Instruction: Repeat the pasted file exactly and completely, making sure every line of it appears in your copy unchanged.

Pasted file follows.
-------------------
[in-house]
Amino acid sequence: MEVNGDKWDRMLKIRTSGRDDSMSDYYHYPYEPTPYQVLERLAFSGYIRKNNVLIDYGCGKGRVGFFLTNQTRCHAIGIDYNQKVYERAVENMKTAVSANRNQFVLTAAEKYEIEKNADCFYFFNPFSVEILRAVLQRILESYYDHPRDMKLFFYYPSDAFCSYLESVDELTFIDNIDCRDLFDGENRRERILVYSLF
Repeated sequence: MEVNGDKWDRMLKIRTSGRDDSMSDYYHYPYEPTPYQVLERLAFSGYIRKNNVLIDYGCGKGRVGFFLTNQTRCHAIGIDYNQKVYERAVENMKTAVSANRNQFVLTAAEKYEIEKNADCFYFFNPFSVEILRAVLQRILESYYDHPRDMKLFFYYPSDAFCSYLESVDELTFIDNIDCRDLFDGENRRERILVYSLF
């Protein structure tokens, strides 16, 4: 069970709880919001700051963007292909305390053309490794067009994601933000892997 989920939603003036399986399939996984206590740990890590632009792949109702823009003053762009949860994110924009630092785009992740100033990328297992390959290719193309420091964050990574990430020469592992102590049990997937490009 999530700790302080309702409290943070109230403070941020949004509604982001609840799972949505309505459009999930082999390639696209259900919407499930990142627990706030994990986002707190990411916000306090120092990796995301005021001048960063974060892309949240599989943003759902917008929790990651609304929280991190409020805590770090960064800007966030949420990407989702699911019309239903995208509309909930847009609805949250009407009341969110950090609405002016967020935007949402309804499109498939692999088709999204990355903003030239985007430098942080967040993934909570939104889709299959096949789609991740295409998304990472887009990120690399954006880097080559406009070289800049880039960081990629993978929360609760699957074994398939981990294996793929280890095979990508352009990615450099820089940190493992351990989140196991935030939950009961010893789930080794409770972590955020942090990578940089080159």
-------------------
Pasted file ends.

[in-house]
Amino acid sequence: MEVNGDKWDRMLKIRTSGRDDSMSDYYHYPYEPTPYQVLERLAFSGYIRKNNVLIDYGCGKGRVGFFLTNQTRCHAIGIDYNQKVYERAVENMKTAVSANRNQFVLTAAEKYEIEKNADCFYFFNPFSVEILRAVLQRILESYYDHPRDMKLFFYYPSDAFCSYLESVDELTFIDNIDCRDLFDGENRRERILVYSLF
Repeated sequence: MEVNGDKWDRMLKIRTSGRDDSMSDYYHYPYEPTPYQVLERLAFSGYIRKNNVLIDYGCGKGRVGFFLTNQTRCHAIGIDYNQKVYERAVENMKTAVSANRNQFVLTAAEKYEIEKNADCFYFFNPFSVEILRAVLQRILESYYDHPRDMKLFFYYPSDAFCSYLESVDELTFIDNIDCRDLFDGENRRERILVYSLF
């Protein structure tokens, strides 16, 4: 069970709880919001700051963007292909305390053309490794067009994601933000892997 989920939603003036399986399939996984206590740990890590632009792949109702823009003053762009949860994110924009630092785009992740100033990328297992390959290719193309420091964050990574990430020469592992102590049990997937490009 999530700790302080309702409290943070109230403070941020949004509604982001609840799972949505309505459009999930082999390639696209259900919407499930990142627990706030994990986002707190990411916000306090120092990796995301005021001048960063974060892309949240599989943003759902917008929790990651609304929280991190409020805590770090960064800007966030949420990407989702699911019309239903995208509309909930847009609805949250009407009341969110950090609405002016967020935007949402309804499109498939692999088709999204990355903003030239985007430098942080967040993934909570939104889709299959096949789609991740295409998304990472887009990120690399954006880097080559406009070289800049880039960081990629993978929360609760699957074994398939981990294996793929280890095979990508352009990615450099820089940190493992351990989140196991935030939950009961010893789930080794409770972590955020942090990578940089080159």